The complicated relationship between fish oil and heart health – Harvard Health Blog

For nearly two decades, the American Heart Association (AHA) has recommended that people with coronary heart disease (CHD) consume omega-3 fatty acids (the types of fatty acids found in fish and fish oil) to prevent a new heart attack. This recommendation was based on early randomized, controlled trials that found that fish oil supplementation was associated with a lower number of strokes, a heart attack, and death in people who already had a heart condition. On the other hand, the impact of fish oil supplements on the occurrence of a first heart attack or stroke (primary prevention) was never clearly demonstrated.

There have recently been major studies into the complex relationship between fish oil and heart health. The results are mixed and somewhat confusing, which makes both patients and doctors wonder: will fish oil supplements reduce my risk of heart disease?

What is the connection between fish oil and heart health?

How can omega-3 fatty acids in fish oil improve heart health? Several options have been proposed and are supported by animal research. These include protective mechanisms

  • stabilization of blood flow in and around the heart
  • reduction of triglycerides in the blood
  • lower blood pressure
  • prevention of blood clots
  • reduce inflammation.

Research into each of these is ongoing.

Many studies, varied results

Despite this data in animals, clinical studies in humans have not consistently supported the protective benefits of fish oil supplementation.

A meta-analysis published in JAMA Cardiology found no clear benefit for fish oil supplements in the prevention of heart disease or serious cardiovascular disease (CVD) in people with an increased risk of CVD.

This was followed by the publication of the ASCEND and VITAL studies, both with mixed results. In ASCEND, which examined diabetic patients with no known CHD, fish oil supplements did not reduce heart attacks or strokes, but significantly reduced the risk of death from a heart attack and stroke. VITAL investigated the effects of fish oil on primary prevention in people with a regular risk of heart disease, and also failed to find a significant reduction in all major CVD events. However, there were fewer heart attacks in subjects who took fish oil supplements, especially in those who did not eat fish.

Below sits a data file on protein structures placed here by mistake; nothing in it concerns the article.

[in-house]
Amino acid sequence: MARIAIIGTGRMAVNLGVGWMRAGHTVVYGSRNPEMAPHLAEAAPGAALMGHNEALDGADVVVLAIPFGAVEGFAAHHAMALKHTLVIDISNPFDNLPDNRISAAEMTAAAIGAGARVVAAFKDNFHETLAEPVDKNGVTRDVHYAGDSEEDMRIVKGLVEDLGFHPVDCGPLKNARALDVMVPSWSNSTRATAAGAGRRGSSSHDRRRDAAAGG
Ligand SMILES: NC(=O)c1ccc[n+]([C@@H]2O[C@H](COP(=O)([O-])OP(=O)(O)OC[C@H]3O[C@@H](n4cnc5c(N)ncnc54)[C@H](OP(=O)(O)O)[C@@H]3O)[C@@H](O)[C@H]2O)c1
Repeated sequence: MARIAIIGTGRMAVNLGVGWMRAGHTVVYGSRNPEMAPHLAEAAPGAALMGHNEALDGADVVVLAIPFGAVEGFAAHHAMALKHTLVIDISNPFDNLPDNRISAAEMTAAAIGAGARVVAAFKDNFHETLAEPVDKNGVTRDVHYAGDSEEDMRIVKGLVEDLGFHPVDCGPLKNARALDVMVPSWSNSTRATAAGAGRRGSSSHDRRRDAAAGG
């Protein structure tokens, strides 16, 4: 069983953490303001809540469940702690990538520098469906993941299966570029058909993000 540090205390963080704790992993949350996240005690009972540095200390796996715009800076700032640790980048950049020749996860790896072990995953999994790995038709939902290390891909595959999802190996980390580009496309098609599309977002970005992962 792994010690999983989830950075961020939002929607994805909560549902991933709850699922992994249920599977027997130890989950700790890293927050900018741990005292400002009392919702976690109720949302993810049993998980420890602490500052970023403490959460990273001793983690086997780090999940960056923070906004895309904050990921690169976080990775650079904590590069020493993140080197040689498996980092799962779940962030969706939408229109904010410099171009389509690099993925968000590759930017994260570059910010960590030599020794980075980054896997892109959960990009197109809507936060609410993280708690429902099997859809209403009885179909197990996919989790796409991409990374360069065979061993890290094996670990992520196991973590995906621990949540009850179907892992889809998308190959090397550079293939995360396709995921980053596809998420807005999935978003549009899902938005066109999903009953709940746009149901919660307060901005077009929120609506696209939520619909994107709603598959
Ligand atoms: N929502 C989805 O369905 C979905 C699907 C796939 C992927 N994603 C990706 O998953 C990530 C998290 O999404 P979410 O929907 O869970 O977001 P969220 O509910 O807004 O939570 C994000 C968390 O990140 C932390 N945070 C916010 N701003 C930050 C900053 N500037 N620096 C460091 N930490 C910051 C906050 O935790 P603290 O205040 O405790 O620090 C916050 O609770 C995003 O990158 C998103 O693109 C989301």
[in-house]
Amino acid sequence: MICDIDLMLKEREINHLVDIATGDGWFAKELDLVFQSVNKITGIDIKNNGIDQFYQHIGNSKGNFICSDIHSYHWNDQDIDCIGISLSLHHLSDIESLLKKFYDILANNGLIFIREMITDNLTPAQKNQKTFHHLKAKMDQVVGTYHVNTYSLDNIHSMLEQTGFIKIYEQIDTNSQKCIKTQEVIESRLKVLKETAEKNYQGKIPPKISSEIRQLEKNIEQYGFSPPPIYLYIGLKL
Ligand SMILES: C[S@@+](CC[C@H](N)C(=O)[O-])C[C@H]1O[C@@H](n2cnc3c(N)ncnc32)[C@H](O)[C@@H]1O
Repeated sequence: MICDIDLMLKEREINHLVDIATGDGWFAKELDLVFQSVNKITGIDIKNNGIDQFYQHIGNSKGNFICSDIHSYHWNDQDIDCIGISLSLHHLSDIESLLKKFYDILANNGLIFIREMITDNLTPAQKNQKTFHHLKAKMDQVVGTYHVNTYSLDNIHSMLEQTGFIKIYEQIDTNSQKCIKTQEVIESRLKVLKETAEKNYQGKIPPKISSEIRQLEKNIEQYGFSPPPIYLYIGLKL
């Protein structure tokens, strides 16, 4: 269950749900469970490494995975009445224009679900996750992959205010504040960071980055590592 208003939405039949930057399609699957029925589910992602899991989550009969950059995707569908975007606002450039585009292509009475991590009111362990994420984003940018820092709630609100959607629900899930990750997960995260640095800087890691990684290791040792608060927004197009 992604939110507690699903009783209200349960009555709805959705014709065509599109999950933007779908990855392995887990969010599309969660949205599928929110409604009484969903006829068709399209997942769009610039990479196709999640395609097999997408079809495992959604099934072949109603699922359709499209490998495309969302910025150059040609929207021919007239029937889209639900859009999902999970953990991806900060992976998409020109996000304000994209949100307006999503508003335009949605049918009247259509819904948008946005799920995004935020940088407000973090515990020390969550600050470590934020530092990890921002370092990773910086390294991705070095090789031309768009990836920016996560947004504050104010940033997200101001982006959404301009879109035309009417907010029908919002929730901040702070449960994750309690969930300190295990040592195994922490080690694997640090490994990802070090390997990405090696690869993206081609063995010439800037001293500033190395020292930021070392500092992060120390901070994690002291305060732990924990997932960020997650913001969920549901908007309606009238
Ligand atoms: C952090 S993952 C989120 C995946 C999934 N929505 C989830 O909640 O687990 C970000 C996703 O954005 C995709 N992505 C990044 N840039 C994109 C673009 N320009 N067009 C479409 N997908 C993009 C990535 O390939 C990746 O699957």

The REDUCE-IT test was then published. This study looked at the effect of high-dose fish oil supplements on people with high blood levels of triglycerides who had an increased risk of CVD. In contrast to previous studies, REDUCE-IT found a significant reduction in cardiovascular events in subjects using the high dose of fish oil supplements. While most studies tested 1 gram or less of fish oil with a combination of eicosapentaenoic acid (EPA) and docosahexaenoic acid (DHA), REDUCE-IT only used a dose of 4 grams of EPA. (Vascepa, a prescription version of the EPA fish oil supplement used in REDUCE-IT, has been approved by the FDA for the treatment of very high triglyceride levels of 500 mg / dl or higher. In November, the FDA extended the approval of Vascepa; can now be prescribed to reduce the risk of cardiovascular events such as heart attack and stroke.)

A repeat of the JAMA Cardiology meta-analysis, but now with 13 tests instead of the original 10, was published in the Journal of the American Heart Association in October 2019. The addition of these three tests increased the sample size by almost 65%, from 77,917 participants in the study to 127,477 participants. When re-analyzing the extensive data, researchers discovered that fish oil omega-3 supplements reduced the risk of heart attack and cardiovascular death. There was no effect on stroke. Interestingly enough, risk reductions were found to be linearly related to the omega-3 dose. In other words, the higher the dose, the greater the risk reduction.

What does this mean to you?

Omega-3 supplements from fish oil appear to be heart healthy and have a protective effect on CHD. But before we all start looking for supplements, it might be worth taking a heart-healthy diet full of fresh fruits and vegetables, with lean proteins such as fish, as recommended by the AHA. For those of us at highest risk, especially those with elevated triglyceride levels, it is worth talking to your doctor about high doses of EPA fish oil supplements.


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